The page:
Debt Getting The Better Of You? Get Help And Get Out
This month is an important reminder of South African’s human rights, and rightfully so. But, if there is one thing that the South African consumer should take note of, is their rights as consumers, which is celebrated on World Consumer Rights Day on the 15th of March. Consumers are primarily responsible to not only make sure they protect their human and consumer rights, but also to guarantee their right to a debt-free future. How do they enable their way to a financially-free future exactly?
According to Matthys Potgieter, spokesperson and debt expoert at DebtSafe, South Africans should know what their consumer rights entail for them to ensure themselves a debt-free future. The National Credit Regulator (NCR) outlines various consumer rights in terms of the National Credit Act (NCA). Consumers have the right to:
- Receive a credit agreement in simple and clear language. Individuals with average literacy skills (for example) need to fully understand the information given in plain language.
- A quote and pre-agreement statement, binding for five days. Consumers do not have to accept an offer made in the pre-agreement. The quotation or pre-agreement is valid for five business days – meaning that they have some time to consider whether or not they want to enter into the proposed agreement. Referring to the above right of a consumer, there is also a cooling-off period (when a contract has been signed by the consumer). The consumer has five days to change his/her mind and has to notify the company (in writing) that he/she would like to cancel the agreement.
- Advertising and marketing which contains all the information on the cost of credit. Marketing and advertising have to be authentic and display all the terms and costs involved to the consumer.
- Know why credit was declined. Consumers have the right to ask the creditor why credit was declined. And, if the creditor’s decline is based on a credit bureau report – the credit bureau’s details (name, contact details etc.) – must be given to the consumer.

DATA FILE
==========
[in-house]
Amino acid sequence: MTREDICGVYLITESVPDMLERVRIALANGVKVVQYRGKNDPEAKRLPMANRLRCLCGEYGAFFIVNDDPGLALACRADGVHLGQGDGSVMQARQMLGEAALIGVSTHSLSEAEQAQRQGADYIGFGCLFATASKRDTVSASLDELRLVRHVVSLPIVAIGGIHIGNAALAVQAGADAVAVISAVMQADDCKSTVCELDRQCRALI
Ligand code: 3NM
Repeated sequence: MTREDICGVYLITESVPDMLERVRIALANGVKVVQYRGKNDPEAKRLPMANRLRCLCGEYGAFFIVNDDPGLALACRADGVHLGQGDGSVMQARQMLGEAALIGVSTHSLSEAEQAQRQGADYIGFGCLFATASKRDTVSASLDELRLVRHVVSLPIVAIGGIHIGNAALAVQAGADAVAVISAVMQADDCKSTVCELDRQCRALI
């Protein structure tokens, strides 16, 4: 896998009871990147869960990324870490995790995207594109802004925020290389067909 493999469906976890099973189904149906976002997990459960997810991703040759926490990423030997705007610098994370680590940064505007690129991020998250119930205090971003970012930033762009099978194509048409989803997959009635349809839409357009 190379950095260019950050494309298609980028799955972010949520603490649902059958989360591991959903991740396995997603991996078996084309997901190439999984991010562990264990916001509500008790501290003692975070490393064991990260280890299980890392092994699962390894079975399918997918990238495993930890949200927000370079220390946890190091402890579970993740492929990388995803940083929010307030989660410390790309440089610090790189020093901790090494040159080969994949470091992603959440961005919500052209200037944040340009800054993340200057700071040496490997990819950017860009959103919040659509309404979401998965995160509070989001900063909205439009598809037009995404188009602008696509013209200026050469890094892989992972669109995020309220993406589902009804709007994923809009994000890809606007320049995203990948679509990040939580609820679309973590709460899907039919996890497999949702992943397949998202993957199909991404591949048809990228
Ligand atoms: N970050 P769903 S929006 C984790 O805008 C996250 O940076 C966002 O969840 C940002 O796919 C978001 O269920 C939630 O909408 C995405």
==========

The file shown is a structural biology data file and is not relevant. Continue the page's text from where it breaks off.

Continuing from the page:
- The regulation of an automatic credit limit increases. Institutions might phone ‘good credit users’ to increase their credit limit of a credit card, for example. Consumers need to know they can say ‘no’ and the organization cannot increase their credit limit without their consent. Prohibition of reckless lending. Reckless lending is when a credit provider gies a consumer credit, like a loan for example, without following the proper affordability assessment guidelines. Consumers need to make sure this doesn’t happen to them.
- Regular Credit Bureaus and the right to receive their free credit report once a year. Consumers need to get ‘involved’ with their finances and know what their credit profile is currently portraying. They can visit the following regulated credit bureaus: Compuscan, TransUnion, XDS or Experian and download their report once a year, at no cost.
- Assistance when over-indebted, negotiate with a credit provider or debt counselor. Communication is key – consumers need to take the first step to get the support they need. Help is around every corner – why wait? Debt counseling to enable the restructuring of their debts.
Potgieter shares a few pointers regarding debt counseling
1. “Debt counseling is the preferred method to get out of debt, rather than sequestrian or administration,” says Potgieter.
2. Each counseling firm of this nature is unique in the manner in which they handle their client’s statutory and procedural requirements.
3. Debt counsellors provide various skills and services to make sure clients attain their Clearance Certificate (Form 19 in terms of the National Credit Act) at the end of the counseling process.
4. The task involved, can include the following: consolidating debt into one affordable installment, giving clients cash flow relief from their next paychecks, dealing with credit providers and potential harassment, implementing a reasonable payment plan and clearing clients debt history form credit bureaus.
5. Regarding fees – debts counseling fees are regulated by the National Credit Regulator. Debt Counselors cannot simply charge what they want.
6. Debt counseling has a rehabilitative spirit. The whole aim is to get the client active again, but in a responsible manner. Many clients who completed the debt counseling process applied for credit with great success.
South Africans have the right to a debt-free future. If a consumer finds him/herself in an unavoidable over-indebted position, debt counselors are here to assist in attaining a so-desperately-needed debt-free life. Consumers can contact DebtSafe’s efficient debt counseling advisors for assistance at the following link.
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